Irish PM Expresses Concern Over Theresa May's Proposed Deal With DUP For New UK Govt
Irish prime minister Enda Kenny expressed concern today that a proposed alliance between Britain's ruling Conservatives and Northern Ireland's Democratic Unionist Party (DUP) could pose a "challenge" to peace in the province.
Leader of the Democratic Unionist Party (DUP) Arlene Foster addresses journalists in Belfast, Northern Ireland. Image: Reuters
Dublin: Irish prime minister Enda Kenny expressed concern today that a proposed alliance between Britain's ruling Conservatives and Northern Ireland's Democratic Unionist Party (DUP) could pose a "challenge" to peace in the province.
In a phone call with British Prime Minster Theresa May, Kenny warned that efforts to shore up her minority government with the hardline Protestant DUP should not put at risk the Good Friday peace accords.
"They discussed the outcome of the UK general election and the (British) prime minister outlined the proposed supply and confidence arrangement between her party and the DUP," a spokesman for the Irish government said.
"The taoiseach (Kenny) indicated his concern that nothing should happen to put the Good Friday Agreement at risk and the challenge that this agreement will bring."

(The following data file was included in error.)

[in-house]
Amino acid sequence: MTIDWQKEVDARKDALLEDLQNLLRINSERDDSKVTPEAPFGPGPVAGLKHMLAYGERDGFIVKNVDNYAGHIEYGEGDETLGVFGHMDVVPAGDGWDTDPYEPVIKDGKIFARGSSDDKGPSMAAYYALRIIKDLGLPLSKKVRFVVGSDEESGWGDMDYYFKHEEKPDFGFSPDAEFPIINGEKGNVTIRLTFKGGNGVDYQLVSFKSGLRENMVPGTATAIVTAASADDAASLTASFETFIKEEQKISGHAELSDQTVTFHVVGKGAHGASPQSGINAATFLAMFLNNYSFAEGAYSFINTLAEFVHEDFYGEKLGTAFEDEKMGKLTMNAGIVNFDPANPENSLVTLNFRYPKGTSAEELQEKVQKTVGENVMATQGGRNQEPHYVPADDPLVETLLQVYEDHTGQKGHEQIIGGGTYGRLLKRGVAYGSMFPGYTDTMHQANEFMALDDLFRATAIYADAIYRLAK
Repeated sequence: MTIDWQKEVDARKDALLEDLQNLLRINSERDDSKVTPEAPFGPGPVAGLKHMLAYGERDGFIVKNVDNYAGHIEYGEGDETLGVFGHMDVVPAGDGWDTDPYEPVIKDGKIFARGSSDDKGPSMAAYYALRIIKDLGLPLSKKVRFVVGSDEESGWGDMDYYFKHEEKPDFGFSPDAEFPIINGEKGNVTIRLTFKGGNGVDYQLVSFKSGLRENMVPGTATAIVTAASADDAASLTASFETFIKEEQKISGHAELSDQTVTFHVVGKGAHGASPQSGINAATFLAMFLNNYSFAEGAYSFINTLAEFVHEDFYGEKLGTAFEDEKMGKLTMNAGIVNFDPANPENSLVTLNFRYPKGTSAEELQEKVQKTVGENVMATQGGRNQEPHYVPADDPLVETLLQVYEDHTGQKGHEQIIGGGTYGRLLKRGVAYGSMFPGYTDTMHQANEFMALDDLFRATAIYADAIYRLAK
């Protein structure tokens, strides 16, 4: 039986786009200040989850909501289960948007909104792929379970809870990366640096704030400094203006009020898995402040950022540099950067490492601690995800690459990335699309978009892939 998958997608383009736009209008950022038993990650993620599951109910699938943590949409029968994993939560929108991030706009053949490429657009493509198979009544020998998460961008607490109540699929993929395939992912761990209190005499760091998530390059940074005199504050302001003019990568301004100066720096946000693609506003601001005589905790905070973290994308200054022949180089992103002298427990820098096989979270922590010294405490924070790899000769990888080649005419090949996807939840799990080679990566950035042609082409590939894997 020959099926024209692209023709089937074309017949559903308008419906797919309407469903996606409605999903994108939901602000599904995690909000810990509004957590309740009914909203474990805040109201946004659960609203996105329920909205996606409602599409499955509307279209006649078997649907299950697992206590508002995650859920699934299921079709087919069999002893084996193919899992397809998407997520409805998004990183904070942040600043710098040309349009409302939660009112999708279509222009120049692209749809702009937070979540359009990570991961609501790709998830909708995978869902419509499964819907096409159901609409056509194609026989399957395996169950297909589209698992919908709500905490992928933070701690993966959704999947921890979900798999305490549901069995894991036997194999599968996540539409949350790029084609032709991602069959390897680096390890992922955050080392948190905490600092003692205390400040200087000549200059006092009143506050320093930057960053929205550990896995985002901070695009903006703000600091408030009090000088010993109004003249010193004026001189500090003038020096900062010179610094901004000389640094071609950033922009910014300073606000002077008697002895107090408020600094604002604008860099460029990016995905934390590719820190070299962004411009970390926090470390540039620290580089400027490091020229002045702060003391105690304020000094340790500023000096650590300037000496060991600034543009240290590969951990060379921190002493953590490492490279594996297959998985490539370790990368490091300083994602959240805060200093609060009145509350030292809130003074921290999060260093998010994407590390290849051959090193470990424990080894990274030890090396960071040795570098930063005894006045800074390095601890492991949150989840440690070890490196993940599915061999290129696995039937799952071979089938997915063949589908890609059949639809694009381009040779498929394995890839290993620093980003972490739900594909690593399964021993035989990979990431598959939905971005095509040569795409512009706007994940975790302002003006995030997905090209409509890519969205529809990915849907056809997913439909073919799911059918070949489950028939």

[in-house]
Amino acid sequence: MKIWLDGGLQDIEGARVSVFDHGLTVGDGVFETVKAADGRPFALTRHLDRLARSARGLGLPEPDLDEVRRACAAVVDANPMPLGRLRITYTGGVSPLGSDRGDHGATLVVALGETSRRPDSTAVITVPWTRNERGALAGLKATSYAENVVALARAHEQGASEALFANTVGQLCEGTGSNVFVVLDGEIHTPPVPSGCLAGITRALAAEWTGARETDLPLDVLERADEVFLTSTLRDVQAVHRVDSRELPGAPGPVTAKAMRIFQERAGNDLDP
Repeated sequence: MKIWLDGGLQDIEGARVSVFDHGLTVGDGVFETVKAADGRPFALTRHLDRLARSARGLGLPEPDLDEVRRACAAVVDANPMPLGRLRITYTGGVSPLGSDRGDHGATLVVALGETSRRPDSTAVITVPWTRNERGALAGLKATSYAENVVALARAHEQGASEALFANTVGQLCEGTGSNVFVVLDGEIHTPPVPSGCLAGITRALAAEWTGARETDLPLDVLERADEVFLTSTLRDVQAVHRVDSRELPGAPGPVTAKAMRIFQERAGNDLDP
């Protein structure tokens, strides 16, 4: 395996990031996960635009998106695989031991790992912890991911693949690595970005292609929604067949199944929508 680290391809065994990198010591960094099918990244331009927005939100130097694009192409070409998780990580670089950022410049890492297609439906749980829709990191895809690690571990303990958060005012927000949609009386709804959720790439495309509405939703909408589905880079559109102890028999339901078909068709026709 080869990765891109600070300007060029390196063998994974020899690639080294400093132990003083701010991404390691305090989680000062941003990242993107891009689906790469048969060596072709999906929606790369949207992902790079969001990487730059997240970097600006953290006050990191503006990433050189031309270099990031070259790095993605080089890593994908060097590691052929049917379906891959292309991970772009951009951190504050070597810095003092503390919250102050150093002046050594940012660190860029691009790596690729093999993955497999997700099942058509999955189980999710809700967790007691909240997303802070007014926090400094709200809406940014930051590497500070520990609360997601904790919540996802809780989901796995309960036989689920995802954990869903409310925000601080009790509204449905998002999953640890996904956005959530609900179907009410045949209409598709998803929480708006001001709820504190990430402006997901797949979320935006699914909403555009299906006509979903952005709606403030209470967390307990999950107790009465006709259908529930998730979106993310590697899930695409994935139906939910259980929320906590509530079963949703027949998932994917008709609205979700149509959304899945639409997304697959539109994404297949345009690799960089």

Before the 1998 peace deal, Northern Ireland was plagued by violence over Britain's control of the province.
The Good Friday accords led to a power-sharing arrangement between nationalist, largely Catholic parties who want to join Ireland and the pro-British Protestant community.
Kenny also "noted the absence of any nationalist voice in Westminster", after Northern Ireland's Social Democratic and Labour Party (SDLP) lost its three seats in Thursday's election.
Sinn Fein won seven seats but the party refuses to sit in the House of Commons, which requires swearing allegiance to Queen Elizabeth II.
May lost her parliamentary majority in Thursday's snap election, prompting her to seek the support of the DUP's 10 MPs to stay in power.
Kenny is due to hand over power this week to his successor as leader of the ruling Fine Gael party, Leo Varadkar.
"The taoiseach stated that there should be an early meeting between the prime minister and his successor Leo Varadkar and wished her well in the challenges that now lie ahead," the spokesman added.
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